Stepping Outside My Comfort Zone With The Killing Moon by N.K. Jemisin


When I was a teenager, fantasy novels were my jam. I couldn’t re-read the Harry Potter series enough times, I was always anticipating the next Artemis Fowl book, and the Abhorsen series was a regular part of my rotation. And yet, as I transitioned to adult fiction, my interest in fantasy fell by the wayside. However, a few months ago, in the depths of the worst reading slump I’ve ever experienced, I decided to shake things up and try reading The Killing Moon, the first novel in N.K. Jemisin’s Dreamblood series. Julianne of Outlandish Lit raved about it, and she hasn’t let me down yet.

In the city of Gujaareh, peace is the law of the land — a law enforced by Gatherers, who shepherd the souls of the pure and the corrupt alike to their final resting place, the land of dreams. But what happens when the very institution responsible for rooting out corruption becomes complicit in the creation of a monster?

From the outset, Jemisin drops the reader into a world that is already turning on its axis, offering little help to readers as they try to get their bearings. I felt so lost in a world of unfamiliar terms, new-to-me names, and mysterious systems of law and religion, that I nearly gave up after the first 150 pages. Luckily, Julianne told me to keep reading, and she’s a queen, so I do what she says. After re-skimming all of the dialogue that point (which really didn’t take very long), I had a much better grasp on who the characters were, how this world worked, and what was happening in the plot.

Once I hit my stride, everything fell into place. The Killing Moon transformed from a baffling world where I didn’t speak the language into a gripping adventure full of intrigue, ambition, and deception as our heroes Ehiru, Gujaareh’s most respected Gatherer; Nijiri, his apprentice; and Sunandi, a totally badass foreign ambassador, fight to get to the bottom of a conspiracy that threatens the peace and safety not only of Gujaareh, but of the world. The characters are compelling and well-drawn, the world building is top-notch while still leaving plenty to reveal in future books, and the multi-layered plot kept me guessing.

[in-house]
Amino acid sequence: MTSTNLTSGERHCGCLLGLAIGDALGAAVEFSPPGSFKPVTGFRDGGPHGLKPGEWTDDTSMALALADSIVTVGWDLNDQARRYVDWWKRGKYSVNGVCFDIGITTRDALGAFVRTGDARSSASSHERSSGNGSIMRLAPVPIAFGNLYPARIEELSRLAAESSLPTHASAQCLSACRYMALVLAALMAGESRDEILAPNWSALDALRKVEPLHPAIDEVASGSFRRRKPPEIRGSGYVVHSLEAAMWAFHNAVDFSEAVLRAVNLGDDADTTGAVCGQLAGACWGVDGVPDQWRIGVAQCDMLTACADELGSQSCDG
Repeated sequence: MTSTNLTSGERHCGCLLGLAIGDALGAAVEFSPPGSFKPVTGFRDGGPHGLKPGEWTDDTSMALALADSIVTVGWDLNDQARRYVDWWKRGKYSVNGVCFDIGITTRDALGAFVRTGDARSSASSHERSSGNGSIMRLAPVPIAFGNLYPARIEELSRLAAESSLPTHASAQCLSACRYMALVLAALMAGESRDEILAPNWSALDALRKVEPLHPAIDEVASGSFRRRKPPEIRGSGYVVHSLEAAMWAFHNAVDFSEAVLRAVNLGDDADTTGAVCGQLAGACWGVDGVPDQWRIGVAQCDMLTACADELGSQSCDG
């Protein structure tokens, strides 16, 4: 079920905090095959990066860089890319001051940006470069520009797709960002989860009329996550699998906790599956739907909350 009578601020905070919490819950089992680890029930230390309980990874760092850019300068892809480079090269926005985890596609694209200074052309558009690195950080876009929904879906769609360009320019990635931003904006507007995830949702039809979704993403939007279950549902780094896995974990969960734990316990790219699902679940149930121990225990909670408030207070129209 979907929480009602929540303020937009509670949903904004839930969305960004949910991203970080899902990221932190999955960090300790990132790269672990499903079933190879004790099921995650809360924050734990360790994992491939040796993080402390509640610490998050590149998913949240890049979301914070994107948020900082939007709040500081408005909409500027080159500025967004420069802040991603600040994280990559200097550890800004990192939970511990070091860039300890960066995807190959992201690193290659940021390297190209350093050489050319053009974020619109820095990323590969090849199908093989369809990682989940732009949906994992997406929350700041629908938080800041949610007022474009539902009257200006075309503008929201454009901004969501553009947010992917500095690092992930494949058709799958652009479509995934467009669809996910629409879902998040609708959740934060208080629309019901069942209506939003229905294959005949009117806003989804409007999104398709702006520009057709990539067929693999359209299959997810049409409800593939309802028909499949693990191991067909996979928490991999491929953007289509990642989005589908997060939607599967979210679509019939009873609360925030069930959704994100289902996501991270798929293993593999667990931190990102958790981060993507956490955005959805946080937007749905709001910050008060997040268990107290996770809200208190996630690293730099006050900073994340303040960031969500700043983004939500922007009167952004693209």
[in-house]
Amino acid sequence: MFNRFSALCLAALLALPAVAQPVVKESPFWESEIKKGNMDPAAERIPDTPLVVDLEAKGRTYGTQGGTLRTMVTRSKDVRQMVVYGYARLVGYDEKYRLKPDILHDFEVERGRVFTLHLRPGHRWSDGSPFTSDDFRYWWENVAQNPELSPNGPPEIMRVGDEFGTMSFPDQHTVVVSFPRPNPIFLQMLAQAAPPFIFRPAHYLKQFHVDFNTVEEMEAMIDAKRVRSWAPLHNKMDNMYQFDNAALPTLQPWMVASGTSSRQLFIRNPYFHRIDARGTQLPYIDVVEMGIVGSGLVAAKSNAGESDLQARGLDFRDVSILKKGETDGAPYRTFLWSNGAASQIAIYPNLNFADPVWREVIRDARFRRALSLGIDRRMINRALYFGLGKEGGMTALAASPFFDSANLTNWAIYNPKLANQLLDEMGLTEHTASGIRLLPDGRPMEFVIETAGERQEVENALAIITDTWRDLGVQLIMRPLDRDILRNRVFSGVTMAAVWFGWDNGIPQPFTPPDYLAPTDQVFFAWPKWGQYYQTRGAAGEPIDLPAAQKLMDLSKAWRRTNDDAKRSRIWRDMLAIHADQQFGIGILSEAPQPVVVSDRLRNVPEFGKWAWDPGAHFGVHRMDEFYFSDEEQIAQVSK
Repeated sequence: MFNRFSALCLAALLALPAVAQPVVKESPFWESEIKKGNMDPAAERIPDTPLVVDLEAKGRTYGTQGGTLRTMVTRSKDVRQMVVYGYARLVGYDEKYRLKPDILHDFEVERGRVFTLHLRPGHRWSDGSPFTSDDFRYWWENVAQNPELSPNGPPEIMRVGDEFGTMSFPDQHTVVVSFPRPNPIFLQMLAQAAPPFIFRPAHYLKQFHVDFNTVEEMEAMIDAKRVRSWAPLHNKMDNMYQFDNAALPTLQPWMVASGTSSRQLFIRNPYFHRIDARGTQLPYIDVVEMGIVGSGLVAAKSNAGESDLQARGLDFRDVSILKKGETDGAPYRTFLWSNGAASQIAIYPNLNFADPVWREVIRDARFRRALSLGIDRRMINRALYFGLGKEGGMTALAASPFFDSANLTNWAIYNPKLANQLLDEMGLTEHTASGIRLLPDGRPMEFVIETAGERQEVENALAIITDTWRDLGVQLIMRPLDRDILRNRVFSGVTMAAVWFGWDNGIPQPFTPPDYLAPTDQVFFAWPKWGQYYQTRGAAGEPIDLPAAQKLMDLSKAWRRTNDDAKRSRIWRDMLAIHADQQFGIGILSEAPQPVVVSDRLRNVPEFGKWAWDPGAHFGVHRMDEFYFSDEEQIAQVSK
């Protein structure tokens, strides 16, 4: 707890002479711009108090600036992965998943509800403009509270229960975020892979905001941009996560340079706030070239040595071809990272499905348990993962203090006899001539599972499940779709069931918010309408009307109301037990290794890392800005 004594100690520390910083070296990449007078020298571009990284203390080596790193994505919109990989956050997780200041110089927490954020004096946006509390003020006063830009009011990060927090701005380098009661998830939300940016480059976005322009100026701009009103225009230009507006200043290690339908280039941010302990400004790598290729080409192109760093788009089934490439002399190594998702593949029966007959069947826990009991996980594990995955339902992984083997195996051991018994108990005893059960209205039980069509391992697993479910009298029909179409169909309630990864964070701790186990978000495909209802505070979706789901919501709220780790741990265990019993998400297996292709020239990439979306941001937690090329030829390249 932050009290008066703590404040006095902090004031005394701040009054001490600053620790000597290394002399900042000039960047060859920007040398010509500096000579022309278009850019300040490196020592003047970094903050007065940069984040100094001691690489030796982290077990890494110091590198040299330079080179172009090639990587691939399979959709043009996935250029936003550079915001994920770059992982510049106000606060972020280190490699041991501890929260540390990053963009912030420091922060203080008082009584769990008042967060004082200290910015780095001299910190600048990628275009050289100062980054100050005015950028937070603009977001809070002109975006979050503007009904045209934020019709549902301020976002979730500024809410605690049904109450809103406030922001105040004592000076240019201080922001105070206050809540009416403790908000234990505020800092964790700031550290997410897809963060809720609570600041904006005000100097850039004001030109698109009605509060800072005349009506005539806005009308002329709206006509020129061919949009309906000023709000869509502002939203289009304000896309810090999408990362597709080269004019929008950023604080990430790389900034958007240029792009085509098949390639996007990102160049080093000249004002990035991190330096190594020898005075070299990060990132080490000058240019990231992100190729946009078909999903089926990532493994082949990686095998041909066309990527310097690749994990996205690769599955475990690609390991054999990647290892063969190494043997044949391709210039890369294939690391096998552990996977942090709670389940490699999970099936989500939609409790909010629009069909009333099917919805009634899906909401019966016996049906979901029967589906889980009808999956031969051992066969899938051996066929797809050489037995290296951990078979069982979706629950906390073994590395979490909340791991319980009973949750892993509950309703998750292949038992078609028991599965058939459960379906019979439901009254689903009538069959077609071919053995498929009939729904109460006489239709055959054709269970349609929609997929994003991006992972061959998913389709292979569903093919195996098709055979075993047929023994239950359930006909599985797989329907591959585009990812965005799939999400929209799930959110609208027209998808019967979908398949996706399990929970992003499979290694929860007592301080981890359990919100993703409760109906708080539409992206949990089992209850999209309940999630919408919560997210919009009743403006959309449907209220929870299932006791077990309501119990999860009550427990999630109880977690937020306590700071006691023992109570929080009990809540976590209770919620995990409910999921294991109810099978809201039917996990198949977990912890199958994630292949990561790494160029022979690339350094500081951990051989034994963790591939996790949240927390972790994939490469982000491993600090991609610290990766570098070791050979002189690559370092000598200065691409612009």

This book was definitely outside my comfort zone, but I thoroughly enjoyed it after I got over my initial discomfort. I would highly recommend The Killing Moon to other readers interested in foraying into fantasy, with a small heads up that some patience is required. May I hint that there’s a glossary in the back of the book that would probably have helped me immensely had it occurred to me to read it?

What’s the last book you read that was outside your comfort zone? 


15 thoughts on “Stepping Outside My Comfort Zone With The Killing Moon by N.K. Jemisin

  1. I’m with you on loving fantasy when I was younger but growing away from it as I grew up! Maybe I should gives this one a try for old times sake.

  2. Wow! Brave woman! I like fantasy, but if I weren’t accustomed to reading it, NK Jemisin probably wouldn’t be who I dipped my toe back in the waters with. Don’t get me wrong, I think she’s swell, and from what I’ve read, she just gets better and better as she goes along. But it’s very dense high fantasy, so I’m not surprised it took you a while to settle in!

  3. I used to read a lot of fantasy too — often because those titles were the longest I could find at the library — but have gotten out of the habit. I tried this one last year and couldn’t get into it… I gave up after far fewer pages than you 🙂

      • I read voraciously as a kid and, at some point, my mom couldn’t keep up with the trips to the library. So in order to have enough reading material to last between trips, I started grabbing the longest books I could find — first in the (very fledgling) YA section and eventually into adult fantasy and whatnot. I read a bunch of stuff I was too young for picking out books that way 🙂

    • Holy cats, I just looked it up, and there are 8 books in the series now?! I think I kind of outgrew them after the fourth book, but they were so fun! I was nerdy enough to solve the code running along the pages of the first book but apparently not nerdy enough to crack the code on a later cover haha.

  4. I joined the Book Club of Buffalo on and the first book I read with the club was Dreaming In Cuban, written by Christina Garcia. A story about three generations of Cuban and Cuban-American woman. Didn’t think it would be my cup of tea, but I ended up enjoying the read and Garcia’s story has stuck with me, months later and I am still thinking about the lives led by the main characters.

  5. My experience with fantasy is very similar to yours! I’d like to get back into it, but I’m to the point where all the descriptions sound the same to me. I just have a hard time feeling inspired to pick it up!

  6. I ended up hitting a wall with The Killing Moon, less out of a confusion and more out of general malaise, and I’d like to give it another chance because I LOVED The Fifth Season and will rave about that one until I’m dead and buried.

    So glad you were able to bust out of your slump with this one! Aren’t N. K. Jemisin and Julianne just the best?

    P. S. Did you ever get into the Pendragon/Traveler series? THAT was my pre-teen fantasy/time-travel jam.

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